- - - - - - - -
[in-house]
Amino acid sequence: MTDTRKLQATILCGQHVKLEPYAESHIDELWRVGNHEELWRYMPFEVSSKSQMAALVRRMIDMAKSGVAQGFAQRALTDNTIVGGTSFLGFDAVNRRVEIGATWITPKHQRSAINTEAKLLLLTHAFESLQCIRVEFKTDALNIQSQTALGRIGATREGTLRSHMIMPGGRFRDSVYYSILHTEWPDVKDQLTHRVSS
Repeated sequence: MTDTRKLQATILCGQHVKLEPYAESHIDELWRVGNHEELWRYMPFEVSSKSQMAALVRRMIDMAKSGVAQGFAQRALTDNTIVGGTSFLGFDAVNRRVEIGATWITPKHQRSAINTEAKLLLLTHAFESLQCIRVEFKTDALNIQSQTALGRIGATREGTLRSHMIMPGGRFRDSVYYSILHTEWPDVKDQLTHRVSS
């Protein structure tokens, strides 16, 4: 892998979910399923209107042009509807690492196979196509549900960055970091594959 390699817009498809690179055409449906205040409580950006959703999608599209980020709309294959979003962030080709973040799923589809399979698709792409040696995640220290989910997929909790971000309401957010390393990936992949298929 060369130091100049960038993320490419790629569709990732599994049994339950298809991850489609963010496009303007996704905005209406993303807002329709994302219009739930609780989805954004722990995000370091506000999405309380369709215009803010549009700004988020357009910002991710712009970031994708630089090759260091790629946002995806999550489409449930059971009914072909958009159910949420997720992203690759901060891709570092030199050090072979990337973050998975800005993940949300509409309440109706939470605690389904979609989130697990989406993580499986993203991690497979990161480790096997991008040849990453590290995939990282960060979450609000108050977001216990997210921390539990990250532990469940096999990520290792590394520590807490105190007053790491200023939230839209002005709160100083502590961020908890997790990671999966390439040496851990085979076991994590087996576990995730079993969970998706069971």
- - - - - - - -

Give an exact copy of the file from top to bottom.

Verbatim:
[in-house]
Amino acid sequence: MTDTRKLQATILCGQHVKLEPYAESHIDELWRVGNHEELWRYMPFEVSSKSQMAALVRRMIDMAKSGVAQGFAQRALTDNTIVGGTSFLGFDAVNRRVEIGATWITPKHQRSAINTEAKLLLLTHAFESLQCIRVEFKTDALNIQSQTALGRIGATREGTLRSHMIMPGGRFRDSVYYSILHTEWPDVKDQLTHRVSS
Repeated sequence: MTDTRKLQATILCGQHVKLEPYAESHIDELWRVGNHEELWRYMPFEVSSKSQMAALVRRMIDMAKSGVAQGFAQRALTDNTIVGGTSFLGFDAVNRRVEIGATWITPKHQRSAINTEAKLLLLTHAFESLQCIRVEFKTDALNIQSQTALGRIGATREGTLRSHMIMPGGRFRDSVYYSILHTEWPDVKDQLTHRVSS
């Protein structure tokens, strides 16, 4: 892998979910399923209107042009509807690492196979196509549900960055970091594959 390699817009498809690179055409449906205040409580950006959703999608599209980020709309294959979003962030080709973040799923589809399979698709792409040696995640220290989910997929909790971000309401957010390393990936992949298929 060369130091100049960038993320490419790629569709990732599994049994339950298809991850489609963010496009303007996704905005209406993303807002329709994302219009739930609780989805954004722990995000370091506000999405309380369709215009803010549009700004988020357009910002991710712009970031994708630089090759260091790629946002995806999550489409449930059971009914072909958009159910949420997720992203690759901060891709570092030199050090072979990337973050998975800005993940949300509409309440109706939470605690389904979609989130697990989406993580499986993203991690497979990161480790096997991008040849990453590290995939990282960060979450609000108050977001216990997210921390539990990250532990469940096999990520290792590394520590807490105190007053790491200023939230839209002005709160100083502590961020908890997790990671999966390439040496851990085979076991994590087996576990995730079993969970998706069971």